Surfaces that are too warm may result in the foam curing too fast. This would also result in a reduced yield because the foam would not have enough time to reach the full rise before a tack free state. In addition, extreme cases may result in loss of adhesion because the foam would cure so fast it could not develop a bond to the surface before it hardened. If you’re unsure if the temperature is right, do a test patch first.
Good quality foam is dependent on one-to-one ratio dispensing. Incorrectly mixed chemicals result in foam pulling away from the surface and lingering odors. The easiest way to determine that you have a good ratio is to observe the stream of chemicals coming out of the gun before they pass through the mixing nozzle. If the two chemical streams aren’t flowing at equal velocity, check the dispensing gun for proper function and the temperature strips to make sure the chemicals are in the mid-green section.
Sometimes you’ll know immediately if something has gone wrong. But other times mistakes in application may not show up for a while. If you see any of the following signs, it means you need to take a closer look at your insulation.
If you want to know more about preparing for and executing a successful spray foam installation, check out our FAQ page check or our Video Library. Or give us a call and we’ll be happy to discuss the details of your project with you. 1.800.657.0702
Value engineering sometimes gets a bad rap, especially when it comes to building custom homes. Many people equate it with less features or cheaper materials.
In construction however, value engineering ideally means weighing cost/benefit ratios and coming up with an optimal solution for the budget. “It’s important to note that improving the value of your project does not mean cutting costs. It means optimizing the elements of the project through an analysis of all factors–cost, upkeep, wear-and-tear, aesthetic value, etc.”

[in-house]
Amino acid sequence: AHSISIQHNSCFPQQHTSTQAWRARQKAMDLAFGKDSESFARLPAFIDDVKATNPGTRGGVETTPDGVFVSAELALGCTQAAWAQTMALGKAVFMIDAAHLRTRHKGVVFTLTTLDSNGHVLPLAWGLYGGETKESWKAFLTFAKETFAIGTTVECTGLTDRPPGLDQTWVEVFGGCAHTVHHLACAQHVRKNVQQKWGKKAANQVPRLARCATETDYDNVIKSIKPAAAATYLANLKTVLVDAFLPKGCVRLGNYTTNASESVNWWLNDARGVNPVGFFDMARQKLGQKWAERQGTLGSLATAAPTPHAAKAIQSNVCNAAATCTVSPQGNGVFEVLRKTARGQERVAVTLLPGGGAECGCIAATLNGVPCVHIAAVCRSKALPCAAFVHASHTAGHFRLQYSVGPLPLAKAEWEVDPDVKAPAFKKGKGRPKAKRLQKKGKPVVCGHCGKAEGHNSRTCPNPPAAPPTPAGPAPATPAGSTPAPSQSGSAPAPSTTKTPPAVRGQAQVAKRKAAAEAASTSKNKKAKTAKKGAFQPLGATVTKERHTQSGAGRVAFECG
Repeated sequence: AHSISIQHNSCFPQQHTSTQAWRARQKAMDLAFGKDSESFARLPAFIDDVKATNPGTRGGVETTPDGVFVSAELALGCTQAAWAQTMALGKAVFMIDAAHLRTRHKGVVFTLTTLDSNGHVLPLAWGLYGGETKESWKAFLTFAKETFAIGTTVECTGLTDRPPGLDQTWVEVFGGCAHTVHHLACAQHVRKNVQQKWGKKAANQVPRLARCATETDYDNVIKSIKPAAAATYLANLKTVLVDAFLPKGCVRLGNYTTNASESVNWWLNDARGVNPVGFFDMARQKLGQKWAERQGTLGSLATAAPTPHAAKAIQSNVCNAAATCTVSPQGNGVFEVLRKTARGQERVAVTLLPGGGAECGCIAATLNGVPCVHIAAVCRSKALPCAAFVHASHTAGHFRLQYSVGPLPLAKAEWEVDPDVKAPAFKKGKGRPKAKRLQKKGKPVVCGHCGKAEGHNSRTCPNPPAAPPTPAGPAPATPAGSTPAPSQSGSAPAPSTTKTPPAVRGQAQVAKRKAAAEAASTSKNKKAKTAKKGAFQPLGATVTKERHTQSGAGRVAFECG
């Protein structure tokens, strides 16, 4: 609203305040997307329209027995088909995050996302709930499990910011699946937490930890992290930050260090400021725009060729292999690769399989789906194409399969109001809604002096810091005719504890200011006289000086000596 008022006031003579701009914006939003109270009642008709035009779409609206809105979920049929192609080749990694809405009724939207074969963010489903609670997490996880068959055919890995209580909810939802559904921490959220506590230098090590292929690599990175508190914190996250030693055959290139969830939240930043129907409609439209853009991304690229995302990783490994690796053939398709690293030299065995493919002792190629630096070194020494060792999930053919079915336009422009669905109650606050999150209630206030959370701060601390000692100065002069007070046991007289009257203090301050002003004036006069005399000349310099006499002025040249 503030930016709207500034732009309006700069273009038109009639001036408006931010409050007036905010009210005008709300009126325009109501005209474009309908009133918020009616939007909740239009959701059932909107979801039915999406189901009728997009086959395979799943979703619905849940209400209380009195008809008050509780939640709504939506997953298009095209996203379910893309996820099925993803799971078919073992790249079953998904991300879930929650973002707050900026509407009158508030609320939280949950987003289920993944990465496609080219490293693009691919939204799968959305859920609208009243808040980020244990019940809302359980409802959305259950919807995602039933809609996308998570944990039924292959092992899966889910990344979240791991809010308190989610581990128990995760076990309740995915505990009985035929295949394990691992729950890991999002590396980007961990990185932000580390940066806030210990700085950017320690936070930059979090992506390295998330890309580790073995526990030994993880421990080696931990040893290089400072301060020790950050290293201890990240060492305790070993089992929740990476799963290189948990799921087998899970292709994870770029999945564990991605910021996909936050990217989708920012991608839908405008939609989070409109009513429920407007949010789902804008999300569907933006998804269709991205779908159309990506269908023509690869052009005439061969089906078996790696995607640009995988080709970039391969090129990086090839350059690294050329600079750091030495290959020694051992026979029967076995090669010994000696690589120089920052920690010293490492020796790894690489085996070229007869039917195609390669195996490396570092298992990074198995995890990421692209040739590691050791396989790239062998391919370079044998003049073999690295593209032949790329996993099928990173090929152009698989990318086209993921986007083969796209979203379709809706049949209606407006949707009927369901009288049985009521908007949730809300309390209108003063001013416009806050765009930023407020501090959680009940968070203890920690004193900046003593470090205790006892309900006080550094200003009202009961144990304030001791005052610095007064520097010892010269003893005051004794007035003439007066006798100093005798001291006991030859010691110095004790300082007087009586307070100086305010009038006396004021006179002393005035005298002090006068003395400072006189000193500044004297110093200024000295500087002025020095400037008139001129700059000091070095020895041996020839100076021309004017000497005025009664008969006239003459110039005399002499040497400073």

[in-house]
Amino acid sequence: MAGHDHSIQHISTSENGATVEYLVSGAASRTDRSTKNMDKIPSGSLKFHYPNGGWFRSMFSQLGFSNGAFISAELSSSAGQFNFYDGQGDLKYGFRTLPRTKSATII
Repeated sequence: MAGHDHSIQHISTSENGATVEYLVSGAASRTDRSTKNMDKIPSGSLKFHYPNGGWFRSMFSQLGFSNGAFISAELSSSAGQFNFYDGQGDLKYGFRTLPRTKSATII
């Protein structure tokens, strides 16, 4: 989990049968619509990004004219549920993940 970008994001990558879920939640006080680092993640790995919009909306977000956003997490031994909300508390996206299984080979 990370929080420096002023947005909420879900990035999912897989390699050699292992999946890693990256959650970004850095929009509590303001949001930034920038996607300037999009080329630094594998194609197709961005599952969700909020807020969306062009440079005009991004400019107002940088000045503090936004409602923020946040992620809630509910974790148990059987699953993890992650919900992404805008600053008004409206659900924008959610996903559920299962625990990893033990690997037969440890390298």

Knowledgeable general contractors are in the best position to figure out how to add value to new construction. They can educate their clients during each step of the home build, including whether or not a product will last for the life of the house or need to be replaced in a few years. Home upgrade conversations usually center around five elements: kitchen improvements, additional living space, outdoor amenities, flooring, and energy efficiency.
About half of the average household’s energy budget goes to heating and cooling. The EPA estimates that homeowners can save an average of 15% on heating and cooling costs (or an average of 11% on total energy costs) with proper insulation. Buyers factor this in when making purchasing decisions.
Energy efficient home upgrades can include premier windows and doors, zoned conditioning, smart thermostats, and upgraded insulation. Houses with high-end insulation are more desirable than houses without it, both for cost and comfort considerations. Upgraded insulation can take many forms, but the end goal is high R-value, because higher R-value equals higher resistance to heat transfer.
At about R-7 per inch of thickness, closed cell spray foam insulation offers the highest R-value per inch compared to cellulose, fiberglass, and foam board.
In addition to the comfort that a higher R-value brings, spray foam insulation offers three additional value-adds to home insulation.